Ok, Boomer

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Ok, Boomer

Ellory Brossette, Local, State and National

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Children have been screamed at by substitute teachers, raging twitter wars have been sparked, generations are feuding— all because of one phrase.

Ok, Boomer.

First, what does the phrase even mean? “Ok, Boomer” originated from generations Y and Z. It was originally created simply as a clever comeback to older generations in response to their commonly referred to as outdated opinions. The phrase is said to be traced back to 2018, but it wasn’t until recently that it was popularized. Many began using the phrase after it was said by young individuals as a reaction to a video of an older man criticizing the ideals and practices of millennials and Generation Z.

Sophie Saint Thomas makes a millennial-inspired joke about the “Ok, Boomer” meme (https://twitter.com/)

“Ok, Boomer” of course has an unmistakably negative connotation. Because of this, many adults have taken extreme offense to the use of the words being directed at them. Some adults have even equated the term to the “N word,” (which seems implausible, since the “N word” is being avoided in this context, while “Ok, Boomer” is being said without hesitation.)  The words were originally meant to be used towards Baby Boomers, hence the word, boomer. However, when the phrase started to gain popularity, it began being directed to nearly all adults above the age of thirty. This has confused many, causing more anger among the recipients of the mocking words.

@BobLonsberry shares a common opinion among many adults on the issue (https://twitter.com/)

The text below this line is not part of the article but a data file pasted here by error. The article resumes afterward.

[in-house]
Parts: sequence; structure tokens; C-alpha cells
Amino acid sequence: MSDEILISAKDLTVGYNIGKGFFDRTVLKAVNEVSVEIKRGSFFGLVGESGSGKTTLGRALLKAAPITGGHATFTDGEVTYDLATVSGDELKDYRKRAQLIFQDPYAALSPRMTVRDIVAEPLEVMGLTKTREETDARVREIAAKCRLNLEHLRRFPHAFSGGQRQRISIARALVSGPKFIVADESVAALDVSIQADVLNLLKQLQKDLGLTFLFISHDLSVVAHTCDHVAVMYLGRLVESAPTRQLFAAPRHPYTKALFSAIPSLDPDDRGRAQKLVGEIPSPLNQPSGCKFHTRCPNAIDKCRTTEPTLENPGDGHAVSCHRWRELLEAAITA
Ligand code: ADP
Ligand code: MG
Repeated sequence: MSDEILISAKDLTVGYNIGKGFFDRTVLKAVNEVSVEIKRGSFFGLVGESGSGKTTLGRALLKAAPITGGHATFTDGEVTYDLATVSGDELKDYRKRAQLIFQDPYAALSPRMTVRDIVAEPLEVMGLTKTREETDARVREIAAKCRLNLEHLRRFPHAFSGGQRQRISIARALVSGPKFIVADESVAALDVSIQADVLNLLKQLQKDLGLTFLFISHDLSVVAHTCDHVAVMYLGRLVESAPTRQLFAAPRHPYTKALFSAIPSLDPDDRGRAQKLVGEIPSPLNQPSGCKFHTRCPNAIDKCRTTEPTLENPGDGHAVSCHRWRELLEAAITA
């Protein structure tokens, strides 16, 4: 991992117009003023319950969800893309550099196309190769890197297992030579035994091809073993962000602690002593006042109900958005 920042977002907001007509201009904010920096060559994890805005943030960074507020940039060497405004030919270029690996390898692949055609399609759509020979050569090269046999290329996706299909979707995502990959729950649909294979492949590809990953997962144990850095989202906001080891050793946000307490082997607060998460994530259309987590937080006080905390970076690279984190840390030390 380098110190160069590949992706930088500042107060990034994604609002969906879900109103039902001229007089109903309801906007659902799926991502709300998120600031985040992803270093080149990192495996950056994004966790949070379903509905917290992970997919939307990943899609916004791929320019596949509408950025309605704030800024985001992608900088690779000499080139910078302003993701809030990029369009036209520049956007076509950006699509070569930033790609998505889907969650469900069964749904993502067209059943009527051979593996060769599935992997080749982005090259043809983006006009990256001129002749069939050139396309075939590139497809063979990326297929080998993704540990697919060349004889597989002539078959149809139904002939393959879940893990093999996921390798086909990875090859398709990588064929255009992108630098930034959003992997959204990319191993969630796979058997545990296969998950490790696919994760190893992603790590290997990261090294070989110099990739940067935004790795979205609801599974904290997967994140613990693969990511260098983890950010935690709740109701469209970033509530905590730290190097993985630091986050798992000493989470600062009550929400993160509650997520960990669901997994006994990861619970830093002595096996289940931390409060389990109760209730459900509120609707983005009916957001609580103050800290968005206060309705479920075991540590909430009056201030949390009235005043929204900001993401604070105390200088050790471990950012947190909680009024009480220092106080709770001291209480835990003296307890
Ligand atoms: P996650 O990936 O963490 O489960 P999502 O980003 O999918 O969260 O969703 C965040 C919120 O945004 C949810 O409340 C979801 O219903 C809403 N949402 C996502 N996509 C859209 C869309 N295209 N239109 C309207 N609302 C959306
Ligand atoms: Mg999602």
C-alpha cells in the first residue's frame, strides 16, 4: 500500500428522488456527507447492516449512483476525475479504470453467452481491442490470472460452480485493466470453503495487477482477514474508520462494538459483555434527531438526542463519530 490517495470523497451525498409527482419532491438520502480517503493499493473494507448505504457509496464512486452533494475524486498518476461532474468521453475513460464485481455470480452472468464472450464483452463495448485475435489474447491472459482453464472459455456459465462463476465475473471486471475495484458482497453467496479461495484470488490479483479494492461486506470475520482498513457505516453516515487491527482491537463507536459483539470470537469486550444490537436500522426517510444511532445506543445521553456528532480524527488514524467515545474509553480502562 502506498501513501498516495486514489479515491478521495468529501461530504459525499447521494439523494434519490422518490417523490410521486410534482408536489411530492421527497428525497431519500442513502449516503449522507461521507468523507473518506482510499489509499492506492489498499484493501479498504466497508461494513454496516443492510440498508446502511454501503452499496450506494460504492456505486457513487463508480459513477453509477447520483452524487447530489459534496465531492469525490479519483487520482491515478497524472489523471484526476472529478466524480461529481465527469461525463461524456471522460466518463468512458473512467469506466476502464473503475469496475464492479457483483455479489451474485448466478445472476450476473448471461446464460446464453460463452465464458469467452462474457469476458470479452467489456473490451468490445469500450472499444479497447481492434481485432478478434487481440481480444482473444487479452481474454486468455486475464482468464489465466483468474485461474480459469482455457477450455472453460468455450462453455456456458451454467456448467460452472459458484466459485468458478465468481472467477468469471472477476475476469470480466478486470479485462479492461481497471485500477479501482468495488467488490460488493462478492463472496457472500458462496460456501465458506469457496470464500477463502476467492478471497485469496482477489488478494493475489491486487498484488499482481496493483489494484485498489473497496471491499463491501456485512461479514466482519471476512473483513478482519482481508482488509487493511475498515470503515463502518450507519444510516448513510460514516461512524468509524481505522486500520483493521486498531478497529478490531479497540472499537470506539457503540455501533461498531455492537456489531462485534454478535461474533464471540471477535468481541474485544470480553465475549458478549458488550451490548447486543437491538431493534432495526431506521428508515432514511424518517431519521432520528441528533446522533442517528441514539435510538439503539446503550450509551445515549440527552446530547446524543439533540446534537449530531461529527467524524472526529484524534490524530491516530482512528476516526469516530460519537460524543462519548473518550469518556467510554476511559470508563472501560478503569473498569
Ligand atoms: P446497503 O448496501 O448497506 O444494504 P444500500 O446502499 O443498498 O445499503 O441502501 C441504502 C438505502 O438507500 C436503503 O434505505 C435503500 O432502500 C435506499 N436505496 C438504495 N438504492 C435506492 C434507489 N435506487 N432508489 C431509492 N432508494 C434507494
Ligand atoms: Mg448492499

As tempting as it can be for many young individuals, using “Ok, Boomer,” as a legitimate argument may not precipitate the outcome many hope to gain. Though it may be effective when trying to rattle an opposing side, the phrase in itself does not present any real argument or persuasive value. Many individuals consider the phrase ageist as well, since it implies that someone only has certain views because of their age.

@thoughtsofSakib brings some lighthearted comedy to the issue with this Tweet (https://twitter.com/)

Unfortunately for adults, telling kids to stop saying something won’t make them do it. Coming from a true Gen Z, there may be a way to make the infamous phrase become less prominent among today’s youth, and getting offended by a high school student calling someone a boomer only makes the issue worse. The solution to the hostility between the youth and adults of today’s society actually involves every generation, and it’s quite simple. The real answer is to listen.

Teenagers may not agree with their parents’ views on the president, and adults may not agree with the common young adult view on climate change. While the different generations may not see eye-to-eye on everything, what we can do is simply hear each other out. Many young adults would be far more accepting of an adult simply respecting their differing view-points than agreeing with them without any true respect being given. Just as well, many older individuals feel the same way. So, before shutting down when someone younger or older has different views, try truly listening to them— and who knows, you just might change your mind, too.

Featured image by Ellory Brossette